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Repricing the World

Repricing the World


On the other hand, fog tends to return when the weather is right. Might this virus come back, as seems to be happening in Japan and Singapore? We shouldn’t relax just yet.

Nate Silver’s FiveThirtyEight site published an information-filled comic about the wide gaps in various “scientific” virus models. Just as in investing and climate change, accurate models are difficult. Just a sample:


Source: FiveThirtyEight

We know everything has changed, but we don’t yet know how. This all happened within weeks instead of unfolding over years like other major crises. We haven’t had time to process it all, much less prepare for it. There’s nothing like a Bretton Woods plan for the next phase. We’re making it up as we go along. So are our leaders. And they are often relying on models everyone knows are flawed, but they have to start somewhere.

My friend Mark Grant summed it up nicely in his letter this week.

We are peering into the void, of the great unknown, and trying to make sense of an array of data that doesn’t fit any economic models, because we have never been here before, and we don’t know how to model for economic conditions that have never existed before, in anyone’s lifetime.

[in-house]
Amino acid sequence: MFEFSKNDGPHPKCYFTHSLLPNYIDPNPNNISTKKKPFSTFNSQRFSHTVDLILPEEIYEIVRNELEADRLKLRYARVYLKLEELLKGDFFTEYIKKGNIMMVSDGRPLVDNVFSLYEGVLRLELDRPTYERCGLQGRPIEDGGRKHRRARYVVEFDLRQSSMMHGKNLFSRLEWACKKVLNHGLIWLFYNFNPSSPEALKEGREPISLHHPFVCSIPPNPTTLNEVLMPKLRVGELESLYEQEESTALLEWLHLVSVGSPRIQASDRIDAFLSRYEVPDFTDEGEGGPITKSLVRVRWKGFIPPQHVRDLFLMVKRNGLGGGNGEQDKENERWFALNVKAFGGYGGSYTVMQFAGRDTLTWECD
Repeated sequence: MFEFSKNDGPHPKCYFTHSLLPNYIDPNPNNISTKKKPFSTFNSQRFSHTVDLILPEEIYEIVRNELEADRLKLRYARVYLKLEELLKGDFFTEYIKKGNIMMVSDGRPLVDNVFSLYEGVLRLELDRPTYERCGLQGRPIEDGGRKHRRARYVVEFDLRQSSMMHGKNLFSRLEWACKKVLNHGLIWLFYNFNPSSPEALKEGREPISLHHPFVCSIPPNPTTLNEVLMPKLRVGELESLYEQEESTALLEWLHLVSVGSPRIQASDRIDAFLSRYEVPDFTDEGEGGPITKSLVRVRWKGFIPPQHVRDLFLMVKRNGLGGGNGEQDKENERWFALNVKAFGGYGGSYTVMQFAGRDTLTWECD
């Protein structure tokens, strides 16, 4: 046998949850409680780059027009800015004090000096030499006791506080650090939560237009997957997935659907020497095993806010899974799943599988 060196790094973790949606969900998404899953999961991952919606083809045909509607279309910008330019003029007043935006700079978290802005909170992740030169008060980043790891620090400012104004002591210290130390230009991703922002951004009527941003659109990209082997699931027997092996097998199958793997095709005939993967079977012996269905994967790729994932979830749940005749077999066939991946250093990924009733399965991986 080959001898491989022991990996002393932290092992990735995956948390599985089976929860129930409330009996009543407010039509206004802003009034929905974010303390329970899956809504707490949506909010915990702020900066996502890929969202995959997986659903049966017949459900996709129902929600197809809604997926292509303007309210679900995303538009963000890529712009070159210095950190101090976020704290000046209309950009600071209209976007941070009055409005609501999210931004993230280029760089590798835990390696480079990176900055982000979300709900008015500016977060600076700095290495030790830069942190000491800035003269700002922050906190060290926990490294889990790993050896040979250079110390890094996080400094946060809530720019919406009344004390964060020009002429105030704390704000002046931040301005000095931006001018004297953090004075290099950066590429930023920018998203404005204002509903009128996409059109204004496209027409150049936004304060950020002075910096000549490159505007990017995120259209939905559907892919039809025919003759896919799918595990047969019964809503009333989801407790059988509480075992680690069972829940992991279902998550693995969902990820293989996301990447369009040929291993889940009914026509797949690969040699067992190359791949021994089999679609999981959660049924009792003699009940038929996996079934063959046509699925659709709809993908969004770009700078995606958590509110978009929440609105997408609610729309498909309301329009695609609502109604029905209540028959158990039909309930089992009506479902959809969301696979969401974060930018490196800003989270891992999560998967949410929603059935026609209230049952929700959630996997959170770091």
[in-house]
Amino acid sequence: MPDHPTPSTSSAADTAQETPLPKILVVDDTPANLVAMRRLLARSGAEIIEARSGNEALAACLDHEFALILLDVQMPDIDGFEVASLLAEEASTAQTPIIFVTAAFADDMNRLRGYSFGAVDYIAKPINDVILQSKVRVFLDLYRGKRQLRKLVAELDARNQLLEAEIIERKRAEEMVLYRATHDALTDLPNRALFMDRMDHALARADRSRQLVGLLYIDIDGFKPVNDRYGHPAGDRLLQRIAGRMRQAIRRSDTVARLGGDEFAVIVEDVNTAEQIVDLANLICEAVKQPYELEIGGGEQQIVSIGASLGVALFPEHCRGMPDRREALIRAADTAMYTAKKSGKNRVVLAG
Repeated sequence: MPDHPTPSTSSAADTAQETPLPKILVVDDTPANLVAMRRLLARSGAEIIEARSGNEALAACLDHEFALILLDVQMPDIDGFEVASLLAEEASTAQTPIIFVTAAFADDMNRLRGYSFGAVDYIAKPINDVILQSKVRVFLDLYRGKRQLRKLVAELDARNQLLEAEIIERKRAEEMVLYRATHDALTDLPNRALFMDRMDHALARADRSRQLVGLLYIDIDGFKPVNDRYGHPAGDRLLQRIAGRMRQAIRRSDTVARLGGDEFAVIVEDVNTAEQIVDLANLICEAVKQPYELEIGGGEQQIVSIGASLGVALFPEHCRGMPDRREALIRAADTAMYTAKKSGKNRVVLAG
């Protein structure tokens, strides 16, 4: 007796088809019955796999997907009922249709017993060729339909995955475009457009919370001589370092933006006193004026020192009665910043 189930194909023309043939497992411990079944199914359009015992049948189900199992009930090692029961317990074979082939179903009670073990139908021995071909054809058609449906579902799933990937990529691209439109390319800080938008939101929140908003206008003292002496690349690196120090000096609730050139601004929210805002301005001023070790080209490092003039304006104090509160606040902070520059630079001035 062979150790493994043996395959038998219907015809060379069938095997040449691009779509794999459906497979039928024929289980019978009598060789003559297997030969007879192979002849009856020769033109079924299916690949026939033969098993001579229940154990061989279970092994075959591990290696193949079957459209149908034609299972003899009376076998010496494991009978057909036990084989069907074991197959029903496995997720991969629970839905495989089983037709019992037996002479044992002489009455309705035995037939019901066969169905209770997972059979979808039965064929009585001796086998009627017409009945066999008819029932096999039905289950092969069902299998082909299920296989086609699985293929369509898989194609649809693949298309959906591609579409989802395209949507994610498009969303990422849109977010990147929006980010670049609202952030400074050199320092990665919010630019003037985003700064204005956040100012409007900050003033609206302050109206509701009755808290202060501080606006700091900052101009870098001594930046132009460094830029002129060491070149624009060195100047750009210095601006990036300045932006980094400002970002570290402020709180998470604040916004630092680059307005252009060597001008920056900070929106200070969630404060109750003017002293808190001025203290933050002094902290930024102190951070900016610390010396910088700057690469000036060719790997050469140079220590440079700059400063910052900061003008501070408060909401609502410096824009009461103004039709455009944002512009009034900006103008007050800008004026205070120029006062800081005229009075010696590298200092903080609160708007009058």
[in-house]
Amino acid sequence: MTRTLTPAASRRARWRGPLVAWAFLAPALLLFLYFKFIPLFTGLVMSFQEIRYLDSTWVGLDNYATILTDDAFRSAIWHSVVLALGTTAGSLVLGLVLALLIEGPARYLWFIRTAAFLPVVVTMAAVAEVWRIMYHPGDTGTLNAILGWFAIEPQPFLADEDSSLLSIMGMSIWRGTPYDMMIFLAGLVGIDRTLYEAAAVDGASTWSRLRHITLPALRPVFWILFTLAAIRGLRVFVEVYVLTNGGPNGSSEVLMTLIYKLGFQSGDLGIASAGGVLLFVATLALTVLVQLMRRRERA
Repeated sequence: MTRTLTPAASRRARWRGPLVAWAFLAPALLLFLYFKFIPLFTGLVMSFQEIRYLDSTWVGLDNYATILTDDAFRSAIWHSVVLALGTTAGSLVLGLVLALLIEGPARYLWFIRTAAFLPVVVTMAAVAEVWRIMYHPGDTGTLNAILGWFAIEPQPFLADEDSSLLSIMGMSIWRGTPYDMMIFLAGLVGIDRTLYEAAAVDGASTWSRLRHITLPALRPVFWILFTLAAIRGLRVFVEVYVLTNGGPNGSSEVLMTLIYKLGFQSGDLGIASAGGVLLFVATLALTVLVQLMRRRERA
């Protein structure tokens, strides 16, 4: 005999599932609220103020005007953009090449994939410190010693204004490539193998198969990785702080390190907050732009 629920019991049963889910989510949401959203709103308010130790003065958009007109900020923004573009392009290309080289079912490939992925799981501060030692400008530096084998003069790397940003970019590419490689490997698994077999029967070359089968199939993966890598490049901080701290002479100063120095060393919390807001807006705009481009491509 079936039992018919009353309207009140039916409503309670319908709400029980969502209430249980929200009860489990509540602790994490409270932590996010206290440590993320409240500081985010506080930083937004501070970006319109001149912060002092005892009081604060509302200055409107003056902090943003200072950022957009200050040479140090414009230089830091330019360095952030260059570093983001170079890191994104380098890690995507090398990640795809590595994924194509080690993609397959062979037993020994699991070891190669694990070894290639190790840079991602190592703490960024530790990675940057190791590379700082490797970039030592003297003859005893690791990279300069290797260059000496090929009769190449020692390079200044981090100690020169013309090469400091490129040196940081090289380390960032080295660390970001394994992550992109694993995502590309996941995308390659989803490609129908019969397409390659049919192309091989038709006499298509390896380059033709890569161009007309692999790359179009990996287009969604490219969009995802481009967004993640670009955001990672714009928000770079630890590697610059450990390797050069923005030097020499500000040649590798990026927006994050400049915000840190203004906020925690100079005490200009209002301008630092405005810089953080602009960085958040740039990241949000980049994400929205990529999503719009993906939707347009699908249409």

I will readily admit that I use models all the time. I try to understand their limitations. Most business people use models to plan out any new venture or predict the next year or so. The successful ones use a mathematically imprecise tool called “the fudge factor.” They assume that something will go wrong and try to allow for problems. If there is no problem, then they have “excess profits.” But if there is one, they are ready.

I believe we will look back at some of these models and say they were too conservative. But that is in hindsight. What if they weren’t? Unlike a business, it wouldn’t be just a dollar loss, but lost lives. They did the responsible thing and built in a significant fudge factor because the data was all over the place.

All that said, investors and business leaders still need some kind of outlook to guide our strategy going forward. Of course it will be tentative, but we can adjust as we gain clarity. The important part is to not let the uncertainty paralyze us.